I know winter is upon us because:1. my tomatoes, eggplants and other sensitive plants are lying in
mouldering heaps on the ground
2. several doors in the house have started to stick (this is not a
problem the rest of the year), and
3. virtually everyone in Canberra is wearing black!
Why do we wear black in winter? No doubt because black and charcoal grey seem to be the only ‘colours’ offered by the stores in warm winter coats! Personally I’ll like to see some burnt oranges, deep mustards and warm moss greens – that would lift my spirits.
On the plant front not all is bad. We now have open slather to clean out all those remaining summer vegetables and prepare the garden beds for spring. This might be through adding compost and letting the bed lie fallow or planting a green manure crop, legumes, clever clover or bio-mustard to help renew soil nutrients and assist in dealing with unwanted pests. TB is already removing spent plants with gusto.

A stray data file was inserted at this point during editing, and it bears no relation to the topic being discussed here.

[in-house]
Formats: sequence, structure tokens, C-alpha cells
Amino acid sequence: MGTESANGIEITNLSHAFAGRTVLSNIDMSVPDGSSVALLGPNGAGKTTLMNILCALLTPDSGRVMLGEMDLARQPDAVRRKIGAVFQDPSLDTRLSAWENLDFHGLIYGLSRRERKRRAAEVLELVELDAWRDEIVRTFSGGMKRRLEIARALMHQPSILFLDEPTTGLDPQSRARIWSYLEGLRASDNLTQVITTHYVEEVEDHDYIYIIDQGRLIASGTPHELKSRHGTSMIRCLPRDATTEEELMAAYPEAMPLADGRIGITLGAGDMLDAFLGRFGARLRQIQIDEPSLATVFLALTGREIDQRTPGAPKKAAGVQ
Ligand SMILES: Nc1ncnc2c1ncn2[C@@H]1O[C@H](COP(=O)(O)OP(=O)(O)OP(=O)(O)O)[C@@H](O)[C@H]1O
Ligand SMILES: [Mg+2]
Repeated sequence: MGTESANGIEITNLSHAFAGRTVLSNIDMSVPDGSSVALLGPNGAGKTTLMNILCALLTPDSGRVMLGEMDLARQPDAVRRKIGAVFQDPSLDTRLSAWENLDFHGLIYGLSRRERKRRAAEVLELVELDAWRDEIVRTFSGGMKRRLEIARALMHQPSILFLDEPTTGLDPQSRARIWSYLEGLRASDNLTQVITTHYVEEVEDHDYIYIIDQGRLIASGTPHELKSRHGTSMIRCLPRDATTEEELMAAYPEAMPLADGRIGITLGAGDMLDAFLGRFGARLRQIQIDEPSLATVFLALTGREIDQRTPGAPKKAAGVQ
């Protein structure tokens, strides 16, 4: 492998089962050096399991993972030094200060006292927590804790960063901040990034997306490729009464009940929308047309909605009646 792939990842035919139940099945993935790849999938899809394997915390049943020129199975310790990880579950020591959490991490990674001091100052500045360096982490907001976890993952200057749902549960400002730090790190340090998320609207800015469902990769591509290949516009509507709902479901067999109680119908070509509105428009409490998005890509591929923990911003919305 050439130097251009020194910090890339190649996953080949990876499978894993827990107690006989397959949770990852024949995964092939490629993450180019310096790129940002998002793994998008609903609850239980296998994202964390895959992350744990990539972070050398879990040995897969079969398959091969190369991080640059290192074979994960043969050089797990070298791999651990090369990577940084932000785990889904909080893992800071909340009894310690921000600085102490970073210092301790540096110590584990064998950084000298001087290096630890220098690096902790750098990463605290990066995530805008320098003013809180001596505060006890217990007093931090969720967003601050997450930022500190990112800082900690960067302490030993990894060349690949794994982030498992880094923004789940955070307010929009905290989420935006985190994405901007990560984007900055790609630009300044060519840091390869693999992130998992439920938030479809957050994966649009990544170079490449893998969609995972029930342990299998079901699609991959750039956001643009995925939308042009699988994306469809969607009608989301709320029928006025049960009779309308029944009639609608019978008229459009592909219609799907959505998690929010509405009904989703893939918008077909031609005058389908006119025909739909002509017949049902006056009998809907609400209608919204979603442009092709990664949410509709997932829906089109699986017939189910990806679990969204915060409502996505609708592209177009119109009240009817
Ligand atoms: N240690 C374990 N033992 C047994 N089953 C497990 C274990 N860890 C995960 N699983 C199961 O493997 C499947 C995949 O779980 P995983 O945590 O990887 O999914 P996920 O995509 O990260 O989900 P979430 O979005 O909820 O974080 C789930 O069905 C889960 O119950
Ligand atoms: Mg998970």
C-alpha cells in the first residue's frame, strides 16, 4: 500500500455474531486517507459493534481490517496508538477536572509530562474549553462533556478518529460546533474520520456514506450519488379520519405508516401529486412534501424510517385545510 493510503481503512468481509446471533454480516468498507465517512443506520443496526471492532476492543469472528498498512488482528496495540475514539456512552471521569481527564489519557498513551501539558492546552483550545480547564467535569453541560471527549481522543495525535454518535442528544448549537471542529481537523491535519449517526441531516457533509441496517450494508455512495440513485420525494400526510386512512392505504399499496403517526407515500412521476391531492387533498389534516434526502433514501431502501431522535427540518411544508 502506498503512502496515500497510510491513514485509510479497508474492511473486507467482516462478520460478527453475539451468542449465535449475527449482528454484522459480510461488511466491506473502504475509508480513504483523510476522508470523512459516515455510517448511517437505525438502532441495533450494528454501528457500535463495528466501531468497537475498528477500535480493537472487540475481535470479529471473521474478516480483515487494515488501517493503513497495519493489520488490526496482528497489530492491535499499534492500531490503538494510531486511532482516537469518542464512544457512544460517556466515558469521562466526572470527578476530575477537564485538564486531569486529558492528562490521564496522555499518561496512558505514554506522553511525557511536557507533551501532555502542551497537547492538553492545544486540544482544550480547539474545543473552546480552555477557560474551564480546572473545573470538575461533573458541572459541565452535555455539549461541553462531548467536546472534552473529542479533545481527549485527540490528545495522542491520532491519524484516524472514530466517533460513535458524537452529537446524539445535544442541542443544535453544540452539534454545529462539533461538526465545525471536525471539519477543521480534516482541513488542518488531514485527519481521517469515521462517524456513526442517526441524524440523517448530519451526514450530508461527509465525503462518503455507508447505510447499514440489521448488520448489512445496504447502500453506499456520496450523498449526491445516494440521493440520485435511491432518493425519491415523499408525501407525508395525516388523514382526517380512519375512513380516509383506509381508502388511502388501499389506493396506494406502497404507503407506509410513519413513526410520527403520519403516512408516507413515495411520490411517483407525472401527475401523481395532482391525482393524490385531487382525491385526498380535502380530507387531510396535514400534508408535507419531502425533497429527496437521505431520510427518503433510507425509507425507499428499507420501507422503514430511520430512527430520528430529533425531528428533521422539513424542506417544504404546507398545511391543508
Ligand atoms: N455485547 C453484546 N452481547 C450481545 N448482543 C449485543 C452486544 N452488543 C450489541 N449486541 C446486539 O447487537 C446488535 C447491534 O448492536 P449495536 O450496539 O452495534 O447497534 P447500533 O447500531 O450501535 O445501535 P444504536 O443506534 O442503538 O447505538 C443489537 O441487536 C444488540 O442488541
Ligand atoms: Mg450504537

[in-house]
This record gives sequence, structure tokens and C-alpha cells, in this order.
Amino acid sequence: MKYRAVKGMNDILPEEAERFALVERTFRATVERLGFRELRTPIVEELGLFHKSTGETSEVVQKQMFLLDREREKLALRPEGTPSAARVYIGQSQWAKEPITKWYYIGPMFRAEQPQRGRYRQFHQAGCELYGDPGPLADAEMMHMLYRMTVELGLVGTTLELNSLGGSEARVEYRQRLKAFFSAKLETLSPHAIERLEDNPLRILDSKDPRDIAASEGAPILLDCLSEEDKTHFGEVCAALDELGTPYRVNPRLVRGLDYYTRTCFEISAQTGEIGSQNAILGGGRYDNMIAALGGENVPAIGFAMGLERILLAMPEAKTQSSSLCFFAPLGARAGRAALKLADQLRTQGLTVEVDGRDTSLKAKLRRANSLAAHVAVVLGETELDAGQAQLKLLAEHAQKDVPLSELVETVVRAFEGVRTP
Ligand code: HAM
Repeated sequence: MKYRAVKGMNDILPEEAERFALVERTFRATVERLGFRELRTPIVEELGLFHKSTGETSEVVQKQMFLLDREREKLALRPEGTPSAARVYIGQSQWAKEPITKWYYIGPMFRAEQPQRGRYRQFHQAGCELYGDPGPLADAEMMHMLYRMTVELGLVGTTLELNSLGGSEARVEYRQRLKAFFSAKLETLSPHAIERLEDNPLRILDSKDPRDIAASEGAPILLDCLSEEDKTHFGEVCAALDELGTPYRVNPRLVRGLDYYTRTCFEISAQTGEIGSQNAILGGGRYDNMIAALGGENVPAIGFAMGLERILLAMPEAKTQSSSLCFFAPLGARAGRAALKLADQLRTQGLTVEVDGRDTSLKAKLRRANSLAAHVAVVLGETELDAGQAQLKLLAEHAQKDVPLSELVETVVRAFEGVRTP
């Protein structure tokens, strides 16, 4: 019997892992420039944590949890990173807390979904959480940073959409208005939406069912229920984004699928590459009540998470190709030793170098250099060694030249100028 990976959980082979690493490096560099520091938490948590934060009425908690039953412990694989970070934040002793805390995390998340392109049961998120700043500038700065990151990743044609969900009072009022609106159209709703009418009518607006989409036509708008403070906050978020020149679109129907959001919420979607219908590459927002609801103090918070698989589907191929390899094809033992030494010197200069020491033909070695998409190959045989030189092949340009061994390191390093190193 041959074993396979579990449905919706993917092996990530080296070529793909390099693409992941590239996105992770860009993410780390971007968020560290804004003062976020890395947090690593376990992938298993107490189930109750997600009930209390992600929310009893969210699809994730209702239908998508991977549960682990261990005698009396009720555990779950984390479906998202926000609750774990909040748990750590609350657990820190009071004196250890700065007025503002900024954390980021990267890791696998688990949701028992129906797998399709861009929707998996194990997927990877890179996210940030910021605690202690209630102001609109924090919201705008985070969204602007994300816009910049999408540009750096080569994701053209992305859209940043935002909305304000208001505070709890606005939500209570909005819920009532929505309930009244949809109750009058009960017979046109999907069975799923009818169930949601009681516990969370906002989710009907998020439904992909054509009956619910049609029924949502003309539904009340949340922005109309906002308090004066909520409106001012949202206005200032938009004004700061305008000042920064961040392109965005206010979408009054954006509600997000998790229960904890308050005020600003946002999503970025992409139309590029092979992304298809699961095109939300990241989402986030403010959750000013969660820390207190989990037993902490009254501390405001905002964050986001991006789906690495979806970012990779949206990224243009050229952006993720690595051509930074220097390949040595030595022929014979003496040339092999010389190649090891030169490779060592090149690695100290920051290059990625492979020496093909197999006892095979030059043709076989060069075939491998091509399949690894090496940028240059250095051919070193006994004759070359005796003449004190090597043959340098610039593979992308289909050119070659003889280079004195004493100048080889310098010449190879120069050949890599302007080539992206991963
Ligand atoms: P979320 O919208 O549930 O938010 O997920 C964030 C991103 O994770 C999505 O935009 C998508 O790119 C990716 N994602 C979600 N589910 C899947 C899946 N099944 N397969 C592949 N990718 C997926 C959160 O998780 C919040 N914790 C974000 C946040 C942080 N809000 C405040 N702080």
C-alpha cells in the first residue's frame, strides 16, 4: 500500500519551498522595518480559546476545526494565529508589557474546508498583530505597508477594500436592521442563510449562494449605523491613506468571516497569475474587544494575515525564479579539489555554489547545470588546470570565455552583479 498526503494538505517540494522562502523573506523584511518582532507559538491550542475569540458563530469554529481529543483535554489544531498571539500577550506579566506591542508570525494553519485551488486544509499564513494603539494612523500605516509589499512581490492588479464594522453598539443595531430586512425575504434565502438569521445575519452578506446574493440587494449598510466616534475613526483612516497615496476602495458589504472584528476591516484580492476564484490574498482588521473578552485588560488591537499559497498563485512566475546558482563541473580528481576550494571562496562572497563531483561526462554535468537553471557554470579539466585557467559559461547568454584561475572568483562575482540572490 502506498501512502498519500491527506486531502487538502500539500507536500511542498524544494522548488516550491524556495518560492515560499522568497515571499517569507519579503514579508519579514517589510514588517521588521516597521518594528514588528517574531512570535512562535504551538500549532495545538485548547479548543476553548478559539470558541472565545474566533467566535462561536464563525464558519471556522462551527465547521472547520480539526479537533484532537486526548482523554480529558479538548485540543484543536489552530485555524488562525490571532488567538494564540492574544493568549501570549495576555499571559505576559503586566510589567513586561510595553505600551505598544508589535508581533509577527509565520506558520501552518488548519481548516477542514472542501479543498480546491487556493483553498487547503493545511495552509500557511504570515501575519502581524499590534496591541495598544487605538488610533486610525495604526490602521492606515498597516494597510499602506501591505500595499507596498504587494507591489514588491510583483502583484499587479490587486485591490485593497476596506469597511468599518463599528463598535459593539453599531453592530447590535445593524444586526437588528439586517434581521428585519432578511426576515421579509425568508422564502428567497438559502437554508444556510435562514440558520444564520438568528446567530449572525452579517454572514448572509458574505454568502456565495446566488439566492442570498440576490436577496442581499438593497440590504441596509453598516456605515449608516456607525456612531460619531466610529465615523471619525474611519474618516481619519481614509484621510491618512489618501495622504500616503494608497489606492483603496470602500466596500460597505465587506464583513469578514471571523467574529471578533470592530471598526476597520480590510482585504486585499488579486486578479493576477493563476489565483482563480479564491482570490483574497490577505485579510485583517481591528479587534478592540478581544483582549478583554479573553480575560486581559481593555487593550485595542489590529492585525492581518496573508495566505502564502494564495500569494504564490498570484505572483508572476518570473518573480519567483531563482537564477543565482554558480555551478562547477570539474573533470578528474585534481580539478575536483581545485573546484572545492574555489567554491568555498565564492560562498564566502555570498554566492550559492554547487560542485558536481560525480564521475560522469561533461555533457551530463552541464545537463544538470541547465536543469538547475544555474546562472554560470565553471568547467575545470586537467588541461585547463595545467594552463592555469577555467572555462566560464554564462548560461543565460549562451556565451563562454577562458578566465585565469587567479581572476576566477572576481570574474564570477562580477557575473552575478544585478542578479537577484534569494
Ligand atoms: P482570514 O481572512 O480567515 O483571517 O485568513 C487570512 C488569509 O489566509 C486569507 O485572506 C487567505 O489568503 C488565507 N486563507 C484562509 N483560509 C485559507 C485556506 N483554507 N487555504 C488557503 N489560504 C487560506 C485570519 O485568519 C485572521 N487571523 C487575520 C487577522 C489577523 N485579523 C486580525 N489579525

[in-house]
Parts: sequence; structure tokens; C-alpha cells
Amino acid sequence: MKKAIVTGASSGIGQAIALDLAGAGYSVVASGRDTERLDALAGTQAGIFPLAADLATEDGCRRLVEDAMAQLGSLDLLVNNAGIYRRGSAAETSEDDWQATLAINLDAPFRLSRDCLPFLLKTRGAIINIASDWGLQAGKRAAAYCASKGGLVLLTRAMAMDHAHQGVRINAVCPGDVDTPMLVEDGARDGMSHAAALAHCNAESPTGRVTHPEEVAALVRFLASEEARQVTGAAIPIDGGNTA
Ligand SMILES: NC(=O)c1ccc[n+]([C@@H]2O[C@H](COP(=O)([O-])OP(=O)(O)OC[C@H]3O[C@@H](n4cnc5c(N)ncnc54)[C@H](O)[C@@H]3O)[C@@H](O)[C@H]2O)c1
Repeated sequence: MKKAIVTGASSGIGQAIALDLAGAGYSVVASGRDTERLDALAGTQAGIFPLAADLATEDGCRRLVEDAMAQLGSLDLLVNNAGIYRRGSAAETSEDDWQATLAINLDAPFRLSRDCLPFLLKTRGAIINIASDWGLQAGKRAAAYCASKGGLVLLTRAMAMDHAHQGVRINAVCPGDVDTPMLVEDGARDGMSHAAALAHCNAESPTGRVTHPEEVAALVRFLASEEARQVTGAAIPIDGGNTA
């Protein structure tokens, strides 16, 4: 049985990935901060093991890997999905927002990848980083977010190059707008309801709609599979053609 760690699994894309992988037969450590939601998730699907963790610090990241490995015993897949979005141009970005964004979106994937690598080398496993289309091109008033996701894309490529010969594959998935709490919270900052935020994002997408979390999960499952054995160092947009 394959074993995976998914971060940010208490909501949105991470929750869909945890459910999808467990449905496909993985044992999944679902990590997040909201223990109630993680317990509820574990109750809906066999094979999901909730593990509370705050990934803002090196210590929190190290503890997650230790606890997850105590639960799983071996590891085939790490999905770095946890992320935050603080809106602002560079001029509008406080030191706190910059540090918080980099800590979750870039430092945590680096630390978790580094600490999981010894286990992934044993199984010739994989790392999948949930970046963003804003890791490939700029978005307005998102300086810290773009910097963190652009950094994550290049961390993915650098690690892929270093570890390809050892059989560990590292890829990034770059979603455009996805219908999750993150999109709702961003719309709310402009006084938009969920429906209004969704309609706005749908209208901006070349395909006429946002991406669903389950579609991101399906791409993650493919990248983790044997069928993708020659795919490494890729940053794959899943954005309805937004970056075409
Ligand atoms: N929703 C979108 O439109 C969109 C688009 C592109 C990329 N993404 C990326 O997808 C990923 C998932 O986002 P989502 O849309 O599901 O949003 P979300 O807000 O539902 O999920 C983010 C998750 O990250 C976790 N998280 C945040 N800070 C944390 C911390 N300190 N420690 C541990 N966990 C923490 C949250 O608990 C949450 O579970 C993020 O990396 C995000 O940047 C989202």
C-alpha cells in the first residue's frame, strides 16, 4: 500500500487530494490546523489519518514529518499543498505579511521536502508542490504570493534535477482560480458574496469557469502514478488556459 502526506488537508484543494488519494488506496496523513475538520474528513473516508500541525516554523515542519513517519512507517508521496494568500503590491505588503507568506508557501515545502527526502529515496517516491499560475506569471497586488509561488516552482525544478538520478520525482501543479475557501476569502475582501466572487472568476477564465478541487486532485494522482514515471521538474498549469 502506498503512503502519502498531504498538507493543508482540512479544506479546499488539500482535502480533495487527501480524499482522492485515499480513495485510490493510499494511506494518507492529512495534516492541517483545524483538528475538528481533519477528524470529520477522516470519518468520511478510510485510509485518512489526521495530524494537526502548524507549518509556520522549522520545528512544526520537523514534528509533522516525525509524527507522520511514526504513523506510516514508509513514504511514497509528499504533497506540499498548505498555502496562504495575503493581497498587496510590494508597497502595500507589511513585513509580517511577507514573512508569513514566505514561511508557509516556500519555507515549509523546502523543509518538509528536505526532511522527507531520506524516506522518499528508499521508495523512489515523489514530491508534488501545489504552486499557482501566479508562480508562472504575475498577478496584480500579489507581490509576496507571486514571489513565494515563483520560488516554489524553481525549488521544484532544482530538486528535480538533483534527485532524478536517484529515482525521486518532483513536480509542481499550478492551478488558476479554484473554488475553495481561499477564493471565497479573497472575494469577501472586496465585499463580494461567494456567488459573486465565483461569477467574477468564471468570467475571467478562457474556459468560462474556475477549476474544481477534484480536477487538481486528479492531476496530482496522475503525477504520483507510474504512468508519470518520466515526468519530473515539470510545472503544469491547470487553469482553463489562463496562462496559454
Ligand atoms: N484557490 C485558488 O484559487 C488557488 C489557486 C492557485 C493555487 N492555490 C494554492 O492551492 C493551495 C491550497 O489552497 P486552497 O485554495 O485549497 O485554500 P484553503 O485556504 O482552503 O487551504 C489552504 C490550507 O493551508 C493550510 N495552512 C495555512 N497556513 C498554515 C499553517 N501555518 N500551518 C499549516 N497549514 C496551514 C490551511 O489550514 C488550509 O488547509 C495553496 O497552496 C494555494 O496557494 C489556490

Of course the frosty days are also one of natures great ways of killing off garden pests. A far more pleasant way of dealing with them than using chemicals.The polyhouse is up and running, but we are unsure how well it will perform once the temperature goes below minus one and two overnight. Our current temperature readings inside the polyhouse indicate that the internal temperature is sitting some two degrees above the outside temperature. The idea of using the stored heat in the concrete slab the polyhouse sits on to maintain a temperature to over-winter sensitive plants is a good one but we hadn’t fully realised that the polyhouse only gets sun in winter from about lunchtime onwards. There is also obviously a benefit from having overhead cover to keep direct frost off the plants – however this may not be enough. We will have to wait and see.